Internet Accessby Jay Cuthrell
I was listening to TSOT on NPR this morning. This was made possible due to my new early to bed and early to rise experiment. The subject was related to productivity and Internet access in the workplace. There was a lot of anecdotal evidence and people called in to say why they felt the Internet was good or bad for productivity. The real issue, in my mind, is management techniques.
Often, there is management in a company setting and it is monotone. I say monotone to describe a management technique where the manager assumes that everyone is either a) a big boy/girl or b) a complete ninny that requires massive micromanagement. It’s pretty rare, at least in my limited experience, to see a manager that can shift gears.
I’ve been in and around IT for the majority of my career and it clicked with me when a caller described problem solvers and quota workers. Problem solvers are those that figure complex things out that don’t come with a great deal of instructions and are left to figure it out for themselves by a deadline or milestone. Quota workers have a detailed workflow and an expected output over a period of time but with more frequent deadlines. I think that the animosity towards a manager can stem from treating problem solvers as quota workers. This is sometimes described as trying to make the creative put out in a timely fashion. Well, as they (those that are creative) say, you cannot rush inspiration.
So, then there are quota workers that require constant supervision. Or do they? I got the feeling that putting an IT manager on the floor of a blue collar construction or assembly line might be a fish out of water story. Then I started thinking about the rotation programs in larger companies that put wunderkinds on a crash course in all the parts of the business. This lets them do everything from assembling the widgets to sitting in on the top brass meetings about those widgets.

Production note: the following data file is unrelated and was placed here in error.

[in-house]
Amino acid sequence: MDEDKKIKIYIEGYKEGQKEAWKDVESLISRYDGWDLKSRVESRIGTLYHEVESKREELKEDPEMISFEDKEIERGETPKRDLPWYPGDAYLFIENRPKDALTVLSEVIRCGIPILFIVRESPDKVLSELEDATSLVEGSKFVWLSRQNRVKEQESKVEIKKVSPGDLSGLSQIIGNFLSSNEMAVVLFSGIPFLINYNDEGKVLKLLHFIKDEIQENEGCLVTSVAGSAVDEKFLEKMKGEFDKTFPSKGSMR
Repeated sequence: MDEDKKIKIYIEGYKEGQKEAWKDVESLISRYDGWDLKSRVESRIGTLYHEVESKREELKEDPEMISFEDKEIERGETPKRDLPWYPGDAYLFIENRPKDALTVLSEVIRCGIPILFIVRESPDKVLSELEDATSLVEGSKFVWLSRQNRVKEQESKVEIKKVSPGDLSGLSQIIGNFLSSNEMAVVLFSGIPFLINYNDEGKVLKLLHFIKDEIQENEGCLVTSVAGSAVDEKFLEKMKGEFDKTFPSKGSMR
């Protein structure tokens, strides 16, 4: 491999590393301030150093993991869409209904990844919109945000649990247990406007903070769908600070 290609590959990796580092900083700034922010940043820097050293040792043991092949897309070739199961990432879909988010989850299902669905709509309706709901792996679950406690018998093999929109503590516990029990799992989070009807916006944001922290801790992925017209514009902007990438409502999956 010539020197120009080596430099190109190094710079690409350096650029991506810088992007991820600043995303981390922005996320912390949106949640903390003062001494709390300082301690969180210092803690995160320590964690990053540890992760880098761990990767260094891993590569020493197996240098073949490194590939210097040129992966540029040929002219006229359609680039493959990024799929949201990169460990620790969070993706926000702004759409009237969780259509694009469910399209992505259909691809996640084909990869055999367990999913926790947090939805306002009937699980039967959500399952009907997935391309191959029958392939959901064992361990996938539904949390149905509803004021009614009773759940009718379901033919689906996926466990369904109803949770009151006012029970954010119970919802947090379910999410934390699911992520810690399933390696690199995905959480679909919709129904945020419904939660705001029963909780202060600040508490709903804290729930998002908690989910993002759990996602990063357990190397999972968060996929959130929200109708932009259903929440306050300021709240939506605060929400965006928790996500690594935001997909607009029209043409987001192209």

So, back to Internet access. There is a lot of Internet access filtering/proxy/session hijack products and services out there that market themselves as tools to shape employee productivity. I say shape since I am still not convinced the word improve can be used without some amount of marketing lobotomy.
Also, when there is a browser on the desktop, it is probably something default and it just leads to frustration and loss of cycles through having to get past the MSN homepage load each time, then wondering if some people use a bookmark or try to type in http:\ each time they want to go somewhere.
I’ve watched people that have never grown up around the Internet tools. It’s pretty scary to watch. They don’t want to know what is going on with the GUI. This is why phish scams work. It looks right. People click.
All this was going though my mind as the Internet access talk continued on the radio. I kept wondering if someone had considered that Internet access might not be the real issue. Maybe the real issue is that the way people access the Internet is flawed from a productivity standpoint.
As I drove up to the recycling bins (the real reason for my early morning trip), I saw the overflowing massive bin reserved for phone books. Yes, phone books.
All that Internet access and I wondered why there are still phone books. Perhaps, the Internet access just isn’t as productive as it could be.
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